Remember The Pentagon Papers?
If you’re not a student of history, you may not, since a much bigger story broke right after their release to the public, the Watergate burglary. But if you see THE POST (2017), Steven Spielberg’s latest movie about this U.S. government bombshell and subsequent court battle which nearly put a dagger in the heart of freedom of the press, you might—
—still not remember it.
Spielberg’s latest film, starring Meryl Streep and Tom Hanks, in spite of its impressive look, strong performances, and timely subject matter, somehow just doesn’t resonate all that well.
It’s 1971, and The New York Times has just published an explosive article revealing the U.S. government— going all the way back to the Eisenhower administration— had known the Vietnam War was unwinnable, and yet they proceeded anyway, lying to the American public that the war effort was going well. When the Nixon administration orders the Times to cease publication of these articles, pending criminal charges, the paper concedes.
Washington Post editor Ben Bradlee (Tom Hanks) sees this as a chance to save his newspaper, which is facing financial hardship and lack of readership, in spite of the efforts of its publisher Kay Graham (Meryl Streep). Bradlee sends his reporters in search of a copy of the source document, the Pentagon Papers, and when they subsequently find it, Bradlee is ready to print as much of the controversial information as possible, but members of the paper’s board hesititate, knowing that the government could take legal action and shut them down.
Bradlee sees this as a battle for freedom of the press, claiming that it is the job of the press to keep the government honest, because if they can’t do it, who will? And when Kay bucks the board and backs Ben, the battle lines are drawn.
The story told in THE POST is a good one, and it’s timely, since here in 2018 the press is sparring with the Trump administration, and yet, strangely, the film as a whole did not hold my interest.
The best character in the film is editor Ben Bradlee, and Tom Hanks nails the role in the film’s strongest performance. His fight for freedom of the press is the most compelling part of the story and really should be the centerpiece of the film, but it’s not. When he sends his reporters out to find the Pentagon Papers, these scenes should have made for compelling cinema, but they don’t. Compared to another recent newspaper movie, SPOTLIGHT (2015) which brought its audience in close to the plight of its journalists, THE POST fails to capture that feeling of what it’s like being a newspaper reporter. The storytelling here is simply not as gritty as it needs to be.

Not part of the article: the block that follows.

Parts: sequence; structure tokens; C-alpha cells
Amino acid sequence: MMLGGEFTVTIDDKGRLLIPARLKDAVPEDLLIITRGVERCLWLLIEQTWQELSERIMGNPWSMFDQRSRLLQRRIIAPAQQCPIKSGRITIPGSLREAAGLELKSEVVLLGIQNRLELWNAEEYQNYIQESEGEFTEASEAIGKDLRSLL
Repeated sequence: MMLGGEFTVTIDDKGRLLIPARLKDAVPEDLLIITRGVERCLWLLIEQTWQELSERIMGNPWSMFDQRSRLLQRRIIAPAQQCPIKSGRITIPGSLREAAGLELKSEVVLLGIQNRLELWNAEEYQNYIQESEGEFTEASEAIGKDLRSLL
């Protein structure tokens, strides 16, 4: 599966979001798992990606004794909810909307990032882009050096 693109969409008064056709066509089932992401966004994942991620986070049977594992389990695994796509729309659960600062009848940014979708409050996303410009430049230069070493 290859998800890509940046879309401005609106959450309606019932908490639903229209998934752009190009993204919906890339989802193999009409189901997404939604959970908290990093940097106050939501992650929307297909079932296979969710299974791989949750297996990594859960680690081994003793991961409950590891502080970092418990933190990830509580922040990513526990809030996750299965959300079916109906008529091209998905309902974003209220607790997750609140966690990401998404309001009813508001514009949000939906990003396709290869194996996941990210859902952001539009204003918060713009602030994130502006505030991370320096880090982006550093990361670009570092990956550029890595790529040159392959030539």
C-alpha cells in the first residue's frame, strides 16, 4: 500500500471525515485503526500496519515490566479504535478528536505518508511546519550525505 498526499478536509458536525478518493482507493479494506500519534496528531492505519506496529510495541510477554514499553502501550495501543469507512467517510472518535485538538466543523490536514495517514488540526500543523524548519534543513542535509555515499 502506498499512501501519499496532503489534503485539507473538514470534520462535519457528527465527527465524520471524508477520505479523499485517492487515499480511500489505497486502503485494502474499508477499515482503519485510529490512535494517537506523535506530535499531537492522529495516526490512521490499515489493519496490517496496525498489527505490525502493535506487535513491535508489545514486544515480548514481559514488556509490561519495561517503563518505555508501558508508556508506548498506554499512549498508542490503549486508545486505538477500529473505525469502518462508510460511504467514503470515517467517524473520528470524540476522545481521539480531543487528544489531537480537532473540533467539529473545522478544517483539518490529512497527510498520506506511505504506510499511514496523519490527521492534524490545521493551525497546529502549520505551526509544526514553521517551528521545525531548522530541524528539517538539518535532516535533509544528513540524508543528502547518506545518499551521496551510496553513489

Meryl Streep, in spite of an impressive performance as Kay Graham, doesn’t fare as well as Tom Hanks. Her story of Kay fighting to gain respect among men is also timely and yet her scenes are never as powerful or as memorable as they could have been. They all come off as rather passive and quiet. I expected her scenes to be rousing and inspirational but surprisingly they were not.
The fault here is the screenplay by Liz Hannah and Josh Singer. With the exception of Hanks’ Ben Bradlee, the rest of the characters are not that memorable or fleshed out. Nor is the dialogue all that noteworthy. Hannah and Singer go through the motions telling the story, but this one never reached out and grabbed me. The biggest knock for me was, in spite of this being based on a true story, the characters just didn’t seem all that real.
And Spielberg’s direction didn’t help either. The film looks great, as everything about 1971 looks authentic. But the pacing here was dreadfully slow, and I just didn’t feel the suspense, even during the film’s climactic moment where everyone at the paper waits to hear the Supreme Court decision which will decide their fate.
I enjoyed Spielberg’s previous movie, BRIDGE OF SPIES (2015) much more.
In addition to Hanks and Streep, THE POST also features a fine supporting cast. Bob Odenkirk is very good as Post reporter Ben Bagdikian, in a role that is unfortunately under written. Tracy Letts fares even better as Post chairman of the board Fritz Beebe. Letts is an excellent actor who we just saw in a completely different yet equally impressive role as Lady Bird’s father in LADY BIRD (2017). He was also in THE BIG SHORT (2015).
Bruce Greenwood has some fine moments as Defense Secretary Robert McNamara, as does Bradley Whitford as Post board member Arthur Parsons.
And John Williams, at age 85, provides yet another music score, this following upon the heels of his score for STAR WARS: THE LAST JEDI (2017). Pretty awesome!
But awesome is something THE POST is not. Overall, I was disappointed with THE POST. I found it slow and only mildly intriguing, which for a story of this magnitude, should not have been the case. The characters, in spite of being based on real people, never really came to life, and the story was told in a rather low-key and passive way that never really grabbed me.
It also didn’t really work as “newspaper movie” as I hardly got the feel of what it was like to work as a reporter at The Washington Post during this time. As a result, the entire movie lacked the edge it should have had.
In spite of its impressive look and quality acting, THE POST is simply a mild retelling of an important moment in our nation’s history.
No front page headlines here.
Books by Michael Arruda:
TIME FRAME, science fiction novel by Michael Arruda.
IN THE SPOOKLIGHT, movie review collection by Michael Arruda.
FOR THE LOVE OF HORROR, short story collection by Michael Arruda.